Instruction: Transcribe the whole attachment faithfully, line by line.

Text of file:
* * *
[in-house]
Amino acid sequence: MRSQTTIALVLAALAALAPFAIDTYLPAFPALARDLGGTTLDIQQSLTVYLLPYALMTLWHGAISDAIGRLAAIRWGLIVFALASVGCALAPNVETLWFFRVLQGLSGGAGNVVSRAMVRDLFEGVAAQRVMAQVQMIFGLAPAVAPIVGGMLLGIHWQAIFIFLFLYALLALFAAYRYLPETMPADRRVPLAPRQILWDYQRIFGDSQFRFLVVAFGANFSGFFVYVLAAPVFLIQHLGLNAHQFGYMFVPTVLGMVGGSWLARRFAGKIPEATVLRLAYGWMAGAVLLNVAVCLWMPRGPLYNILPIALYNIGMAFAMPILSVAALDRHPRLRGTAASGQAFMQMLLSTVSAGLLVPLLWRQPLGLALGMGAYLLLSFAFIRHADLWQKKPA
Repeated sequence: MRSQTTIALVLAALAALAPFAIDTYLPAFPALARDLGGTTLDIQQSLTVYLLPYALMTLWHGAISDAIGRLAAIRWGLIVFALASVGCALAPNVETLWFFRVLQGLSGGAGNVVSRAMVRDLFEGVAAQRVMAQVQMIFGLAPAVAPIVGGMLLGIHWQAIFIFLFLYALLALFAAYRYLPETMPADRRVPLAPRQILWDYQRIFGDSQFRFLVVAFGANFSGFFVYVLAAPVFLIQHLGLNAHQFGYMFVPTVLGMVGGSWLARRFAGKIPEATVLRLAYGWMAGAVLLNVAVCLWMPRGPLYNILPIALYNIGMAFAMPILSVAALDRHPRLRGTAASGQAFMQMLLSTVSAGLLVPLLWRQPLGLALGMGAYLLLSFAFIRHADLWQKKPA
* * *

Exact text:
[in-house]
Amino acid sequence: MRSQTTIALVLAALAALAPFAIDTYLPAFPALARDLGGTTLDIQQSLTVYLLPYALMTLWHGAISDAIGRLAAIRWGLIVFALASVGCALAPNVETLWFFRVLQGLSGGAGNVVSRAMVRDLFEGVAAQRVMAQVQMIFGLAPAVAPIVGGMLLGIHWQAIFIFLFLYALLALFAAYRYLPETMPADRRVPLAPRQILWDYQRIFGDSQFRFLVVAFGANFSGFFVYVLAAPVFLIQHLGLNAHQFGYMFVPTVLGMVGGSWLARRFAGKIPEATVLRLAYGWMAGAVLLNVAVCLWMPRGPLYNILPIALYNIGMAFAMPILSVAALDRHPRLRGTAASGQAFMQMLLSTVSAGLLVPLLWRQPLGLALGMGAYLLLSFAFIRHADLWQKKPA
Repeated sequence: MRSQTTIALVLAALAALAPFAIDTYLPAFPALARDLGGTTLDIQQSLTVYLLPYALMTLWHGAISDAIGRLAAIRWGLIVFALASVGCALAPNVETLWFFRVLQGLSGGAGNVVSRAMVRDLFEGVAAQRVMAQVQMIFGLAPAVAPIVGGMLLGIHWQAIFIFLFLYALLALFAAYRYLPETMPADRRVPLAPRQILWDYQRIFGDSQFRFLVVAFGANFSGFFVYVLAAPVFLIQHLGLNAHQFGYMFVPTVLGMVGGSWLARRFAGKIPEATVLRLAYGWMAGAVLLNVAVCLWMPRGPLYNILPIALYNIGMAFAMPILSVAALDRHPRLRGTAASGQAFMQMLLSTVSAGLLVPLLWRQPLGLALGMGAYLLLSFAFIRHADLWQKKPA